I added a couple of touches when serving it.

I used to cook a lot of Asian dishes and I developed a taste for sesame oil. I added a teaspoon of sesame oil to the first bowl I served. This puts another layer of flavor on the dish.

As before, I toasted up a couple of slices of sprouted rye bread to dip.

The finished product was a lovely stick-to-the-ribs meal on a chilly March Sunday here in Chicago.

Barley nutritional breakdown:
one cup cooked barley yields 193 calories, 0.7 grams of fat, no saturated fat, no cholesterol, 4.7 mg of sodium, 44.3 grams of carbohydrates, 6 grams of fiber and 3.5 grams of protein.

Tony

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Eat More Fiber – It Could Save Your Life

Fiber doesn’t get the food spotlight that things like fat, carbs and cholesterol do, but it’s something most of us don’t get enough of.

A new study says fiber can help us live longer and fend off several health problems. You can read about this new study on our health news page.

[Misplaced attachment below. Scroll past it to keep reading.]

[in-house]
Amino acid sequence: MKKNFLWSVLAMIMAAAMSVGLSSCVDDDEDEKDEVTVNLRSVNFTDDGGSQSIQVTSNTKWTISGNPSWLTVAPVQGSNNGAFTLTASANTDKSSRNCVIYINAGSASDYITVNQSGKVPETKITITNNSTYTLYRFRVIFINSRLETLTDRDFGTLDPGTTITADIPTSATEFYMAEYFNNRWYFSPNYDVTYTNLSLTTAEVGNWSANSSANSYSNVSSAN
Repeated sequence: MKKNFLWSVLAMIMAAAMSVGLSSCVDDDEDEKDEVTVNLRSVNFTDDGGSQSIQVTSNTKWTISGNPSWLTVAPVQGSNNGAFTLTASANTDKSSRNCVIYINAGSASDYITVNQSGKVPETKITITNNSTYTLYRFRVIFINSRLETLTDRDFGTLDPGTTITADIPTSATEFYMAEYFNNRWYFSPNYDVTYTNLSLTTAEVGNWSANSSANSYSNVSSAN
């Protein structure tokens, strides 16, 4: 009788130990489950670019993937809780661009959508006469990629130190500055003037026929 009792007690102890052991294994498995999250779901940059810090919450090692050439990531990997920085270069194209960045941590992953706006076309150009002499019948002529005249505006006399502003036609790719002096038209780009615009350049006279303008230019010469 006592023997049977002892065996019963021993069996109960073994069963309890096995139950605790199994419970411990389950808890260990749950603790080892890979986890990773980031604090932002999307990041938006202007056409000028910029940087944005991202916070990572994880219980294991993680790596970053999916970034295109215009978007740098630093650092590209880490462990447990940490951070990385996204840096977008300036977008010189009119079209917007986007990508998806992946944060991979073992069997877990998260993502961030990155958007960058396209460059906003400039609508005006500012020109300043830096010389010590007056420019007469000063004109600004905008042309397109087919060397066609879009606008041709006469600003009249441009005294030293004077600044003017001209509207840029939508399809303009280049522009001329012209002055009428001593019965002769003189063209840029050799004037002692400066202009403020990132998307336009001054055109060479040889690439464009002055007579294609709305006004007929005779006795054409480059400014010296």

I got on the fiber bandwagon several years ago and have found my quality of life improved as a result. After trying a variety of high fiber cereals, I settled on Trader Joe’s High Fiber Cereal because it has more fiber per serving, 9 grams, and the fewest calories, only 80 for 2/3 cup (one serving). I have a full cup of this every morning, so I’m getting about 13 grams of fiber in only 120 calories. I add a banana, another 100 calories, and about a quarter cup of Cheerios or generic equivalents for the oats (there’s the cholesterol angle), so altogether about a 300-calorie breakfast.

The 13 grams of fiber is about half what I should have (the article on our news page recommends 14 grams per 1,000 calories consumed daily, which would put me needing about 28 grams a day), so I am half way there at breakfast. Broccoli can be a good fiber source with dinner as can various fruits and other veggies too.

If you don’t have a Trader Joe’s in your area, there are lots of other fiber cereals, try to find one that has a pleasant taste to it (as opposed to tasting like dead wood like most of them do) Just watch the calorie and sugar content.
John